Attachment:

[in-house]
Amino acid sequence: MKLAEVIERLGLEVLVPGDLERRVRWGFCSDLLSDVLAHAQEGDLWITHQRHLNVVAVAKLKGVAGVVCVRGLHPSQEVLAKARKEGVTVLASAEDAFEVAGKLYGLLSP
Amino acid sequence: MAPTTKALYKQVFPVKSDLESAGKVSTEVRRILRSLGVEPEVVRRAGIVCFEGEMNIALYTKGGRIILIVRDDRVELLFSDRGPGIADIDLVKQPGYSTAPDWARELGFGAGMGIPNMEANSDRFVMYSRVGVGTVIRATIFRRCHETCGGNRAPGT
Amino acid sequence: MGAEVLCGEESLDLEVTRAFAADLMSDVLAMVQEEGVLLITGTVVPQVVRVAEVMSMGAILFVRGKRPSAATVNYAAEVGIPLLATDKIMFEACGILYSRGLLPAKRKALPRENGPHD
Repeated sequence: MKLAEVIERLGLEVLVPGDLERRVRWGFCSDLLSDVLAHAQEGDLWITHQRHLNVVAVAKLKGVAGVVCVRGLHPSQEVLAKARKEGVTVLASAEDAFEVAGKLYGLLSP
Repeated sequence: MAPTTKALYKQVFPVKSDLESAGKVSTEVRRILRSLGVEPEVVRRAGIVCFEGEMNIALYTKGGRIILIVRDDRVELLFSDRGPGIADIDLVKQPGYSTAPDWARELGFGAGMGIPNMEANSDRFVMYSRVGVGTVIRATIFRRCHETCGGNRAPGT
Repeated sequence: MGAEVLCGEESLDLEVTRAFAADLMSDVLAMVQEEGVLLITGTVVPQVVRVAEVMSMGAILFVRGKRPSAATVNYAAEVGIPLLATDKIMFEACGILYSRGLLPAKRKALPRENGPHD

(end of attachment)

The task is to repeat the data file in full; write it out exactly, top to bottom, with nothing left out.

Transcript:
[in-house]
Amino acid sequence: MKLAEVIERLGLEVLVPGDLERRVRWGFCSDLLSDVLAHAQEGDLWITHQRHLNVVAVAKLKGVAGVVCVRGLHPSQEVLAKARKEGVTVLASAEDAFEVAGKLYGLLSP
Amino acid sequence: MAPTTKALYKQVFPVKSDLESAGKVSTEVRRILRSLGVEPEVVRRAGIVCFEGEMNIALYTKGGRIILIVRDDRVELLFSDRGPGIADIDLVKQPGYSTAPDWARELGFGAGMGIPNMEANSDRFVMYSRVGVGTVIRATIFRRCHETCGGNRAPGT
Amino acid sequence: MGAEVLCGEESLDLEVTRAFAADLMSDVLAMVQEEGVLLITGTVVPQVVRVAEVMSMGAILFVRGKRPSAATVNYAAEVGIPLLATDKIMFEACGILYSRGLLPAKRKALPRENGPHD
Repeated sequence: MKLAEVIERLGLEVLVPGDLERRVRWGFCSDLLSDVLAHAQEGDLWITHQRHLNVVAVAKLKGVAGVVCVRGLHPSQEVLAKARKEGVTVLASAEDAFEVAGKLYGLLSP
Repeated sequence: MAPTTKALYKQVFPVKSDLESAGKVSTEVRRILRSLGVEPEVVRRAGIVCFEGEMNIALYTKGGRIILIVRDDRVELLFSDRGPGIADIDLVKQPGYSTAPDWARELGFGAGMGIPNMEANSDRFVMYSRVGVGTVIRATIFRRCHETCGGNRAPGT
Repeated sequence: MGAEVLCGEESLDLEVTRAFAADLMSDVLAMVQEEGVLLITGTVVPQVVRVAEVMSMGAILFVRGKRPSAATVNYAAEVGIPLLATDKIMFEACGILYSRGLLPAKRKALPRENGPHD